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Sunday March 31st 2019Tim Candler9

 

    In Evolutionary Biology there are three theories about how inheritable characteristics in creatures change over time. Darwin vacillated a little as he hunted for evidence and toward the end of his time, he came to the conclusion that from the sole source of evidence which was the fossil record a creature remained pretty much the same and suddenly a successful adaption occurred, was passed on and lo, a new creature emerged and because it was much better suited to meet the challenges of the environment it thrived. A second theory, again based on evidence from the fossil record, suggested that it was an error to assume that genetic changes weren't happening all the time and nothing actually happened suddenly, it was more of a slow process. A third theory suggested that some creatures were just better at adapting than other creatures, the argument being that some collections of genes are doomed to stability, while other collections of genes are less doomed to stability. So as an example, possibly the genes that arrange teeth in Cats are less stable which resulted in the Sabretooth Cat, had these genes been more stable there might never have been a Sabretooth Cat, some studies have suggested that the knife tooth wasn't that well anchored. With birds, there's evidence to suggest that they are the surviving members of a family of smaller Dinosaur which had developed feather-like structures that originally probably played a role in courtship, and over time the capacity to produce feathers proved more and more useful not only for activities such as flight but also for keeping warm. So the whole evolution tapestry is a wonderful complexity and easy enough to explore with confidence until you get to that part of the creature that's less visible in the fossil record. Cats purr, so do Hyena and there's a whole bunch of ideas about why cat's purr and fairly stout notions about how they purr, but there's no fossil record of the mechanisms that result in a cat deciding to purr other than the assumption that it's an instinctive reaction to be being patted, or whatever. The fact is sometimes cat's don't purr when they're being patted, is it because they don't want to be patted or are you just the wrong person to do the patting, and it could go on for ever. The point is there are parts of us creatures which do not become fossils, and the question is the extent to which those parts of us that do not become fossils can be explored in evolutionary terms without resorting to wild eyed, unsubstantiated half baked guessing.

 

Past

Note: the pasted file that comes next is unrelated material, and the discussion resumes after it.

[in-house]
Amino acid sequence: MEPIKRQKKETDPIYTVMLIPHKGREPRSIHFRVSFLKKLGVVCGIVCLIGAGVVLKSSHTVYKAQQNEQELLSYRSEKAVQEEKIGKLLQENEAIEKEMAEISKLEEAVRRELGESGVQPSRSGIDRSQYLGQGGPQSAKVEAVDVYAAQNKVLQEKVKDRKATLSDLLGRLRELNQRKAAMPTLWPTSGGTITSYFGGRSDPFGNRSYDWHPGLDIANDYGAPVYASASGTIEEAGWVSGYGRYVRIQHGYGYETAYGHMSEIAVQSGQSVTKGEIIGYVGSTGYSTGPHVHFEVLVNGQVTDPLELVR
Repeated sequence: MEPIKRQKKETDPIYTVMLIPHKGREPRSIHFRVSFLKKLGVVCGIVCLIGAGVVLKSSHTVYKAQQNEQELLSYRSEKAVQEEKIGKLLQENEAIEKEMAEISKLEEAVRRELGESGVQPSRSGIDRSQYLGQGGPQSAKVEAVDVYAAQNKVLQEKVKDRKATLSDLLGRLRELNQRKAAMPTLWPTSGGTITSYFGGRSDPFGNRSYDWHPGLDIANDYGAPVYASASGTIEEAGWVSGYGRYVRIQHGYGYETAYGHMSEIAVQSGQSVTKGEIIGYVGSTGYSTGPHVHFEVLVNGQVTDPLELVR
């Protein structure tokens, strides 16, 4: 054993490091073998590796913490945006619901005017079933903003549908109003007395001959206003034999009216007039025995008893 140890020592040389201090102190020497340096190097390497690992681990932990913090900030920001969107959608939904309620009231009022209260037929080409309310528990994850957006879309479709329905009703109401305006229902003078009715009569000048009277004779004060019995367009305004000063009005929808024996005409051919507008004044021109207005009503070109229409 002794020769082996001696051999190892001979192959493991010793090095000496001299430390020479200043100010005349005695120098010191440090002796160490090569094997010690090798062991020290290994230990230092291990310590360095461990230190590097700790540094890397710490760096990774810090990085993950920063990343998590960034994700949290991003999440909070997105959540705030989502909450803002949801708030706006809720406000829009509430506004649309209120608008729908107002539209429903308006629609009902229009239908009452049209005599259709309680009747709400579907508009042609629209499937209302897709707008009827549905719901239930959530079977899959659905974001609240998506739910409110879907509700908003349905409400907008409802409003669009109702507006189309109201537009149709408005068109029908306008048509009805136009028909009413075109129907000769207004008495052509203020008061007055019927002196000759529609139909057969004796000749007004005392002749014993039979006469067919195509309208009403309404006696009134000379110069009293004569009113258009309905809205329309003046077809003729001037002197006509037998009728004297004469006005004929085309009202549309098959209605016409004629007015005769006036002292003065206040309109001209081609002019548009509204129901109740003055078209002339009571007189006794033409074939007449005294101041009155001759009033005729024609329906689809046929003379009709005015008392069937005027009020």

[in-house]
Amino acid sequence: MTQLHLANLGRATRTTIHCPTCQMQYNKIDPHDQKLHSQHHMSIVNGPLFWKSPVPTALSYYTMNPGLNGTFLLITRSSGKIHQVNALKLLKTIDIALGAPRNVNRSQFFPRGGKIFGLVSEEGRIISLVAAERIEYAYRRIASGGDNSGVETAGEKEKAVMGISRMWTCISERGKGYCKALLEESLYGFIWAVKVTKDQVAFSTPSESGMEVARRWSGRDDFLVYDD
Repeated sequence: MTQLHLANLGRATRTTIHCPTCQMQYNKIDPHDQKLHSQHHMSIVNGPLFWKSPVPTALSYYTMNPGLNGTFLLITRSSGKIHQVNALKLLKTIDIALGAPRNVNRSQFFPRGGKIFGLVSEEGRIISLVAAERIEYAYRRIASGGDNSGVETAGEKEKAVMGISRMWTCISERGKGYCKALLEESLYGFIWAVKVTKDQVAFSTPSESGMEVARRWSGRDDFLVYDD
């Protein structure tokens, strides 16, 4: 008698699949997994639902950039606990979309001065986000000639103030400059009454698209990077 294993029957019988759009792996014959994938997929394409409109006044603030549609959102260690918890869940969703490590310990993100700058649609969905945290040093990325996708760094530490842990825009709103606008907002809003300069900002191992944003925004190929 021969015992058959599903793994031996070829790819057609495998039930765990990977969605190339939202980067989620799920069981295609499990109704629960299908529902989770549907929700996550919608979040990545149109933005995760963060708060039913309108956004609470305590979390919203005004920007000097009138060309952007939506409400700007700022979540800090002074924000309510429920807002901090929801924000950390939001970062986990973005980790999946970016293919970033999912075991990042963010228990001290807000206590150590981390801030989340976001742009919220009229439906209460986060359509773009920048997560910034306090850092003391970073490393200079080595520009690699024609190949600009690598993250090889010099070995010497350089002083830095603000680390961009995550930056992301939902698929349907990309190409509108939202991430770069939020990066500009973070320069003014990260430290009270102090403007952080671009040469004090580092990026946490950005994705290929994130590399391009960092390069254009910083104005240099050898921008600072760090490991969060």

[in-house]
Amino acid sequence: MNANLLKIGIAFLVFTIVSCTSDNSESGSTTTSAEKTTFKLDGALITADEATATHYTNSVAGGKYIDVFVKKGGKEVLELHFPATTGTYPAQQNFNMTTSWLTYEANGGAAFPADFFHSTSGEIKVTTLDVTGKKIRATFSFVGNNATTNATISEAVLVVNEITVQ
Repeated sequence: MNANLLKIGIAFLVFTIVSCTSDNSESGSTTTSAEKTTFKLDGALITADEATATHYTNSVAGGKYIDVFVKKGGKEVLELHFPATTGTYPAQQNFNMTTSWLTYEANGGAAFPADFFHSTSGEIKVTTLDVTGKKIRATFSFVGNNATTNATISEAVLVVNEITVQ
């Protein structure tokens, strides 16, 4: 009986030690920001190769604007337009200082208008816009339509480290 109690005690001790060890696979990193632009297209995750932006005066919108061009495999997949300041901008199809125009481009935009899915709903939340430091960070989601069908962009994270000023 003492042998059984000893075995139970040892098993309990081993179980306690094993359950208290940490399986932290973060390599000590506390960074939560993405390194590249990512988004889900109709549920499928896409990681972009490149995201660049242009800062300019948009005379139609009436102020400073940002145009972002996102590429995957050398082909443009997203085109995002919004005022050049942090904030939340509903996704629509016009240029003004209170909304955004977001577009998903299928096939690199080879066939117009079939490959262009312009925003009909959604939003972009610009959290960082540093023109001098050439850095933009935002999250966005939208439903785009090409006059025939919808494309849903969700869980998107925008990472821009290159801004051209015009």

The essence of scientific exploration is discerning the truth of an assertion by testing it, and if you can't really test an assertion you're not really exploring it scientifically. Darwin had a sense that emotions and so on had origins in evolution, but the testing part was not something he was able to usefully address. Into this vacuum stepped the discipline of Evolutionary Psychology. The heart, the lungs and so on are morphology, what happens in a mind is psychology. The mind, it's been suggested, has structures or modules, kind of like hearts and lungs, but there's a module for empathy, being able to recognize faces and so on, and these modules can be thought of as structures which over the years have been subjected to the patterns of evolution, they have changed, changes are passed along to a next generation, because they were useful. The argument goes on to suggest that a person is born with these modules in the same way that a person is born with heart, and as a person grows a module develops, sometimes quirky, sometimes less quirky, and in the word 'develop' there's a capacity to exercise, become more 'muscular', become more or become less important within the context of an environment. The question is do all these modules work together in a single harmonious domain. And here the suggestion is that if you're talking about the mind as a computational processing device then they can't possibly work together because there are so many modules that the numbers of possible combinations between the modules would result in a sort of melt down or a Combinational Explosion, in math it means a problem that might never be solved. The point being that something that's as simple to us as typing a sentence is the result of a vast amount of mental activity that you and I are quite unaware of, and if you add input from every module that a person possesses odds are a sentence never would be written, a staircase never climbed. So rather than a committee, what you have is a bunch of sub-committees one of which does the writing and doesn't require a contribution from the entire committee. You don't go far in the world of Evolutionary Psychology without someone bringing up the words 'Mismatch' and 'The Pleistocene.' The Pleistocene was a couple of million years of repeating glaciations out of which our earliest ancestors evolved to become what we people are, including what our mind is. Not hard to suggest that the environment for us people has changed a bit since then, and I guess the question is which of the three theories of how evolution manages adaption will we cleave to. Maybe it's just me, but it does seem some of us are struggling a little at the moment with what mathematicians and evolutionary psychiatrists call a Combinational Explosion, and they do so because they're all far too polite and evidence based to just go ahead and call it Q-Anon.

 

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